A nice way for the layman (ie. myself) to gain decent exposure to Keynes's General Theory and other works. The pointing out of contradictions in his writings and reliance on hunches rather than evidence is enlightening. Unfortunately, the book itself is not a treat to read and, at least on my Kindle, it was often hard to distinguish the parts that were Keynes's own words vs the author's. The author explains at the beginning that he will jump from quoting Keynes to commenting on those quotes, but there were still many moments asking, "So wait, did Keynes say that or is the author saying that?" If the writing were clearer the book would merit a higher rating.
A collection of Dawkins' essays and letters.
It seems one is considered a racist or fascist (or both) for even touching this book, but reading it was great fun. Steyn's point about the dropping quality of education (at ever-increasing cost) is hard to ignore.
The world really started to advance after the discovery and application of probability theory allowed people to quantify risk, whether it be in business, exploring or warfare, and plan their activities accordingly. This guy likes Keynes way too much.
Lewis focuses on five (Iceland, Greece, Ireland, Germany, U.S. municipal bonds) centres of the financial crisis and entertainingly describes how things got or are getting so out of hand.
Exposing how the political class and high financiers are in bed together, gaming the system so that they can't lose.
A thought-provoking read explaining why some cultures advanced quicker and thus defeated and dominated others. (Think Spain controlling large parts of South America.) The critical importance of farming and having animals to domesticate was something I had never really thought about. Once a culture can easily feed itself, more of its people can focus on advancing its technology. (and build armies)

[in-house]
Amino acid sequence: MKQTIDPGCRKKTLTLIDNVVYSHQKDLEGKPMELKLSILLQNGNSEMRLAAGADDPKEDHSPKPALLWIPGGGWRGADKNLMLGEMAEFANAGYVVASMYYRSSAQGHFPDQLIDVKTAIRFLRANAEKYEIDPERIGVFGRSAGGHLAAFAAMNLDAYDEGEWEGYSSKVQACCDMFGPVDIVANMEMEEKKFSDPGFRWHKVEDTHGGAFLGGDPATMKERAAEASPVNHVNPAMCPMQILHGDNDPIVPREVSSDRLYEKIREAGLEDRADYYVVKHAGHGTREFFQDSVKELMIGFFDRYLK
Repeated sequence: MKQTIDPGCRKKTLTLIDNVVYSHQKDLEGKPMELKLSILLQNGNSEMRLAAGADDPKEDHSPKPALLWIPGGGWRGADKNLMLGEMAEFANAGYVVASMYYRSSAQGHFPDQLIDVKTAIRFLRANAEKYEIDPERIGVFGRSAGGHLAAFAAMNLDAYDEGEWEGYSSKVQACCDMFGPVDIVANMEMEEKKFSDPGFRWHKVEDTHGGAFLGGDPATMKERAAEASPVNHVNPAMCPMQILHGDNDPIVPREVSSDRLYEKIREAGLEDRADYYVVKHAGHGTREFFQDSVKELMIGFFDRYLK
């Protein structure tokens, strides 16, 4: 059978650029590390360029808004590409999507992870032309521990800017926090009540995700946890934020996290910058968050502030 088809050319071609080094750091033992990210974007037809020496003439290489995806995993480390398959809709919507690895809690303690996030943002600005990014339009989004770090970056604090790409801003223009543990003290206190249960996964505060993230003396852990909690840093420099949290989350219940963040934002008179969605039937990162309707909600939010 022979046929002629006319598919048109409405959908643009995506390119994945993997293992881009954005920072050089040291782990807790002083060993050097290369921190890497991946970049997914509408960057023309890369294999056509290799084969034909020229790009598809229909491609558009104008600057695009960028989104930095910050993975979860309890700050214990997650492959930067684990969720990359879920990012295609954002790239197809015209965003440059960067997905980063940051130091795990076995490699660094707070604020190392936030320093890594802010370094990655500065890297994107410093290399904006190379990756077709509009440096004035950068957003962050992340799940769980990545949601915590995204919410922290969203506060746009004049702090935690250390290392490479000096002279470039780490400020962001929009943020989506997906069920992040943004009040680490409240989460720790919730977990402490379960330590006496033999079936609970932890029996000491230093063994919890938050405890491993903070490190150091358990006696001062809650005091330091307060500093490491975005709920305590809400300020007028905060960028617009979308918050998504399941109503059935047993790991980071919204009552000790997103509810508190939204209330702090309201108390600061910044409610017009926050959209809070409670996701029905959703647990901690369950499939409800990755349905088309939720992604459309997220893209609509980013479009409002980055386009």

I saw Khanna on a series of The Agenda episodes in the summer and decided to buy his book. He sees NGOs as an important force for good in the world. Usually more effective than governments themselves, NGOs can initiate and run beneficial programs rather than dither about weighing political implications.
Working on the TVO archive website, I was seeing lots of old videos including one of Hitchens discussing the so-called axis of evil: Iraq, North Korea and Iran. He spoke so well and I had read god is Not Great so I decided it was time to read some more. I found this Kindle version for $10 and downloaded it. It's set-up as a correspondence between the author and a student. The main theme is to speak out for your principles, for which you can expect to be shunned, criticised and ostracised, and to call others out when they betray their own principles.
I got onto a Richard Dawkins kick and grabbed this for my Kindle. It is his summary for the evidence of evolution thereby making it a fact, not a theory. As you come to expect from Dawkins, it's very well-written and very convincing. I'm not sure how you can argue against evolution unless you blatantly ignore scientific evidence.
Clearly written and simple to understand investment advice based on Greenblatt's "magic formula" to investing.